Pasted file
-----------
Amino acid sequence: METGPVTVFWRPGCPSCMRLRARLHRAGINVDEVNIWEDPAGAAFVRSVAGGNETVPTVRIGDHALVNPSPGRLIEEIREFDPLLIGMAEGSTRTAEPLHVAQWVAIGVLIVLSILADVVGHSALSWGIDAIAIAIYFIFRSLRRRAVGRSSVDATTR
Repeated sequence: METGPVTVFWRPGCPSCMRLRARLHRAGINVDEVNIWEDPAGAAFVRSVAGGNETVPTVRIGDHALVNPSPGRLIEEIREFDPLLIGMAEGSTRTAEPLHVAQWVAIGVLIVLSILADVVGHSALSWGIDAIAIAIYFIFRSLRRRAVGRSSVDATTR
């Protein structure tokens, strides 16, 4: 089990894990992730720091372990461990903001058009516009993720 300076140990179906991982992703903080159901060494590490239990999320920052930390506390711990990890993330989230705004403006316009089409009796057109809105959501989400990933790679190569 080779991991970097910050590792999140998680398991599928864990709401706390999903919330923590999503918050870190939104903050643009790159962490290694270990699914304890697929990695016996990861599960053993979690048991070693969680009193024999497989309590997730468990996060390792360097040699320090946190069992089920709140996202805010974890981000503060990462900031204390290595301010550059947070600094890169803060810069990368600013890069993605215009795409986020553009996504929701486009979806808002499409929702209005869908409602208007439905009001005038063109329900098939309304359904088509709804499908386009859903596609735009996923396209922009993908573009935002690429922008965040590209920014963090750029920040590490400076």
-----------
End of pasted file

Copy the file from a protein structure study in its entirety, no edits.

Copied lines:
Amino acid sequence: METGPVTVFWRPGCPSCMRLRARLHRAGINVDEVNIWEDPAGAAFVRSVAGGNETVPTVRIGDHALVNPSPGRLIEEIREFDPLLIGMAEGSTRTAEPLHVAQWVAIGVLIVLSILADVVGHSALSWGIDAIAIAIYFIFRSLRRRAVGRSSVDATTR
Repeated sequence: METGPVTVFWRPGCPSCMRLRARLHRAGINVDEVNIWEDPAGAAFVRSVAGGNETVPTVRIGDHALVNPSPGRLIEEIREFDPLLIGMAEGSTRTAEPLHVAQWVAIGVLIVLSILADVVGHSALSWGIDAIAIAIYFIFRSLRRRAVGRSSVDATTR
């Protein structure tokens, strides 16, 4: 089990894990992730720091372990461990903001058009516009993720 300076140990179906991982992703903080159901060494590490239990999320920052930390506390711990990890993330989230705004403006316009089409009796057109809105959501989400990933790679190569 080779991991970097910050590792999140998680398991599928864990709401706390999903919330923590999503918050870190939104903050643009790159962490290694270990699914304890697929990695016996990861599960053993979690048991070693969680009193024999497989309590997730468990996060390792360097040699320090946190069992089920709140996202805010974890981000503060990462900031204390290595301010550059947070600094890169803060810069990368600013890069993605215009795409986020553009996504929701486009979806808002499409929702209005869908409602208007439905009001005038063109329900098939309304359904088509709804499908386009859903596609735009996923396209922009993908573009935002690429922008965040590209920014963090750029920040590490400076």